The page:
6 things that might interest you about the Employment Law in Ireland

6 things that might interest you about the Employment Law in Ireland


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by Namratha


Richard Ward from our team has recently taken up a course on the Employment Law in Ireland. Here are his thoughts and takeaways. If you have any questions you can contact him on richard.ward@gempool.ie.

Throughout this piece I have highlighted a number of elements of Irish Employment Law that I believe may be of interest, particularly to those coming to Ireland from abroad. I’m not an expert in Irish Employment Law, but I’ve recently undertaken a course on the subject, in order to bolster my proficiency in the area and was fascinated by a number of points that wouldn’t necessarily spring to mind. Also, much like that song that you hear for the first time, then find yourself hearing it everywhere you go, I’ve found that in my work as a specialist in the Data Centre Recruitment space, not a day goes by when I don’t come across at least one of these points these points that, prior to taking the course, I could well have been oblivious to. 

Have a read, yourself. Were you aware of these things before? 

Your employment contract does not have to be written down. 

This one catches a few people out when they’re coming in to start a new job. If you’re working regularly, for the same employer, for a regular wage, then you have a contract of employment. What DOES need to be agreed upon and written down, is the “Written Statement of Terms of Employment”, which needs to be in place within 2 months of commencement of employment. This makes up a part of your contract of employment but should not be mistaken for your actual contract.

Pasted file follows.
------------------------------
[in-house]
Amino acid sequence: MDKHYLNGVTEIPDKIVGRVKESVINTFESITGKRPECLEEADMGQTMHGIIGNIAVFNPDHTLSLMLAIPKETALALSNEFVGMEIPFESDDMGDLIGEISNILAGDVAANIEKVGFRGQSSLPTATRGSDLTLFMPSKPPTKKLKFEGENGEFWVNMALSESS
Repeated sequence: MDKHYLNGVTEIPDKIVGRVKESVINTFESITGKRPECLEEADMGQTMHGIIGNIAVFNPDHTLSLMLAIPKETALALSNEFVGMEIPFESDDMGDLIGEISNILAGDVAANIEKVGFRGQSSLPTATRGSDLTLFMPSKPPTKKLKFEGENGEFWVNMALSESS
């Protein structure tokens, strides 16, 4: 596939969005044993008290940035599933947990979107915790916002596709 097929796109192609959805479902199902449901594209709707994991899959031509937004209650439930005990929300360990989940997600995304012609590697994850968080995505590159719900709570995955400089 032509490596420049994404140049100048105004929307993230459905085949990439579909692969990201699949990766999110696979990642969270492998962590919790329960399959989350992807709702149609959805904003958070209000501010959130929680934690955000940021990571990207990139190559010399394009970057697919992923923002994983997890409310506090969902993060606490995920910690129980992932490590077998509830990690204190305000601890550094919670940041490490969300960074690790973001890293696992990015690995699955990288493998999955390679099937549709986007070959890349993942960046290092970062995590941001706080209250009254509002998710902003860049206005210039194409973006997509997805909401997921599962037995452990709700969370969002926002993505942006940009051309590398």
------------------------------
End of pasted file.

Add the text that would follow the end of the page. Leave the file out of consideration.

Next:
Just because it’s not stated in your contract, doesn’t mean it’s not a part of your contract. 

Written Statement of Terms of Employment

Your contract comprises of both expressed and implied terms. Expressed terms are those specifically outlined in your contract (either verbally or in written form). Implied terms are those not necessarily stated in your particular contract, but are implied by standard, or regular customs and practice within that particular industry. There are also General Implied Terms, such as the employer and employee having a duty of care toward one another, as well as toward other employees. They also have a duty of trust toward one another. Read more about Implied Contractual Terms HERE.